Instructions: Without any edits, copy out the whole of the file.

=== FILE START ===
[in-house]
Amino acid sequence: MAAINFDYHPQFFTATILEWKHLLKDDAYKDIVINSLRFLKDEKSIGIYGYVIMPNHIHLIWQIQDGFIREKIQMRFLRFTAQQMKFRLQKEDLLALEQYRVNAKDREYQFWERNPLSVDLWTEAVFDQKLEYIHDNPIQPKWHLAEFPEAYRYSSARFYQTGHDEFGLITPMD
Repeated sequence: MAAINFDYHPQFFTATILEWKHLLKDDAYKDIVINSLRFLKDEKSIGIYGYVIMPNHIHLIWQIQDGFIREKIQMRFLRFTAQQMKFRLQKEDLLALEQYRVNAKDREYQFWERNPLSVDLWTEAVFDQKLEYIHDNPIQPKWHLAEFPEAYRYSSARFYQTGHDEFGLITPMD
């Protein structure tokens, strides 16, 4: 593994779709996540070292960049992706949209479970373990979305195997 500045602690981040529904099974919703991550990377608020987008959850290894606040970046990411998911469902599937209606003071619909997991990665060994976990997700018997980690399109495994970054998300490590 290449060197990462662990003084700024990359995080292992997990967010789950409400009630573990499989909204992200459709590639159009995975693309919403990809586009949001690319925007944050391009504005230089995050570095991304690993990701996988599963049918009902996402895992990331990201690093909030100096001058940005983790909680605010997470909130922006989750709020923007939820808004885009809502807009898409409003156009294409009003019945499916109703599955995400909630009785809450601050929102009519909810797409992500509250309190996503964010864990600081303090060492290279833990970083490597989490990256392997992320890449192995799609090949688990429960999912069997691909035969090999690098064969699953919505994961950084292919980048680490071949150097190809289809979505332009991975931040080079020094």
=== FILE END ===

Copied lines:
[in-house]
Amino acid sequence: MAAINFDYHPQFFTATILEWKHLLKDDAYKDIVINSLRFLKDEKSIGIYGYVIMPNHIHLIWQIQDGFIREKIQMRFLRFTAQQMKFRLQKEDLLALEQYRVNAKDREYQFWERNPLSVDLWTEAVFDQKLEYIHDNPIQPKWHLAEFPEAYRYSSARFYQTGHDEFGLITPMD
Repeated sequence: MAAINFDYHPQFFTATILEWKHLLKDDAYKDIVINSLRFLKDEKSIGIYGYVIMPNHIHLIWQIQDGFIREKIQMRFLRFTAQQMKFRLQKEDLLALEQYRVNAKDREYQFWERNPLSVDLWTEAVFDQKLEYIHDNPIQPKWHLAEFPEAYRYSSARFYQTGHDEFGLITPMD
């Protein structure tokens, strides 16, 4: 593994779709996540070292960049992706949209479970373990979305195997 500045602690981040529904099974919703991550990377608020987008959850290894606040970046990411998911469902599937209606003071619909997991990665060994976990997700018997980690399109495994970054998300490590 290449060197990462662990003084700024990359995080292992997990967010789950409400009630573990499989909204992200459709590639159009995975693309919403990809586009949001690319925007944050391009504005230089995050570095991304690993990701996988599963049918009902996402895992990331990201690093909030100096001058940005983790909680605010997470909130922006989750709020923007939820808004885009809502807009898409409003156009294409009003019945499916109703599955995400909630009785809450601050929102009519909810797409992500509250309190996503964010864990600081303090060492290279833990970083490597989490990256392997992320890449192995799609090949688990429960999912069997691909035969090999690098064969699953919505994961950084292919980048680490071949150097190809289809979505332009991975931040080079020094």